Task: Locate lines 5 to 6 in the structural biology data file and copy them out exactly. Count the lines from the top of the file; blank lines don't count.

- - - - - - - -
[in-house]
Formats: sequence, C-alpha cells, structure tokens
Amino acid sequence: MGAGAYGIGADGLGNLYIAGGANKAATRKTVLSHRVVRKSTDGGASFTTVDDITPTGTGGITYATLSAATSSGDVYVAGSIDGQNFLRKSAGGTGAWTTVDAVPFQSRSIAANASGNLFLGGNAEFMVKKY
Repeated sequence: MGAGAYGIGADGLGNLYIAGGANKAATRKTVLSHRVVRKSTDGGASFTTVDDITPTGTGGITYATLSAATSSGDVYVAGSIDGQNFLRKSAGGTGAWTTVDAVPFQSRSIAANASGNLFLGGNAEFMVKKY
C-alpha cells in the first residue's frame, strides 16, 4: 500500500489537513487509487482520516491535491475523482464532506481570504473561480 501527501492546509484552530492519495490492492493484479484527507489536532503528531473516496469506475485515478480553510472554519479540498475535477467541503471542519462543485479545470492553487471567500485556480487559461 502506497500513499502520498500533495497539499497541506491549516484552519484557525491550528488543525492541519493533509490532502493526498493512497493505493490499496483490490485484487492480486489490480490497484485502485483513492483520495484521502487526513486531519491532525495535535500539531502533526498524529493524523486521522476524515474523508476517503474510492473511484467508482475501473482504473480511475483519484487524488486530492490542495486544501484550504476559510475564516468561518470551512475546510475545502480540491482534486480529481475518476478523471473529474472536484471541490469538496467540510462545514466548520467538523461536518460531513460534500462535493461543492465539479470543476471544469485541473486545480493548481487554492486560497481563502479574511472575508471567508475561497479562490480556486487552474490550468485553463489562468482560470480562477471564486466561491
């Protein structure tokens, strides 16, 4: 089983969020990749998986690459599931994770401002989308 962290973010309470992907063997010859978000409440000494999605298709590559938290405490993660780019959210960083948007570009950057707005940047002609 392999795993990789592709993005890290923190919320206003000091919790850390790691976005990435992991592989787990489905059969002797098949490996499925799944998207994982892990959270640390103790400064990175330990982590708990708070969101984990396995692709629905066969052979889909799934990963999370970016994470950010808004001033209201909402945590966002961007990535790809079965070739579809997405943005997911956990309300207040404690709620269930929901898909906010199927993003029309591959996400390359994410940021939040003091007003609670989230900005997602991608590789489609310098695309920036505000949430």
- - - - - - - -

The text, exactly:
C-alpha cells in the first residue's frame, strides 16, 4: 500500500489537513487509487482520516491535491475523482464532506481570504473561480 501527501492546509484552530492519495490492492493484479484527507489536532503528531473516496469506475485515478480553510472554519479540498475535477467541503471542519462543485479545470492553487471567500485556480487559461 502506497500513499502520498500533495497539499497541506491549516484552519484557525491550528488543525492541519493533509490532502493526498493512497493505493490499496483490490485484487492480486489490480490497484485502485483513492483520495484521502487526513486531519491532525495535535500539531502533526498524529493524523486521522476524515474523508476517503474510492473511484467508482475501473482504473480511475483519484487524488486530492490542495486544501484550504476559510475564516468561518470551512475546510475545502480540491482534486480529481475518476478523471473529474472536484471541490469538496467540510462545514466548520467538523461536518460531513460534500462535493461543492465539479470543476471544469485541473486545480493548481487554492486560497481563502479574511472575508471567508475561497479562490480556486487552474490550468485553463489562468482560470480562477471564486466561491
């Protein structure tokens, strides 16, 4: 089983969020990749998986690459599931994770401002989308 962290973010309470992907063997010859978000409440000494999605298709590559938290405490993660780019959210960083948007570009950057707005940047002609 392999795993990789592709993005890290923190919320206003000091919790850390790691976005990435992991592989787990489905059969002797098949490996499925799944998207994982892990959270640390103790400064990175330990982590708990708070969101984990396995692709629905066969052979889909799934990963999370970016994470950010808004001033209201909402945590966002961007990535790809079965070739579809997405943005997911956990309300207040404690709620269930929901898909906010199927993003029309591959996400390359994410940021939040003091007003609670989230900005997602991608590789489609310098695309920036505000949430």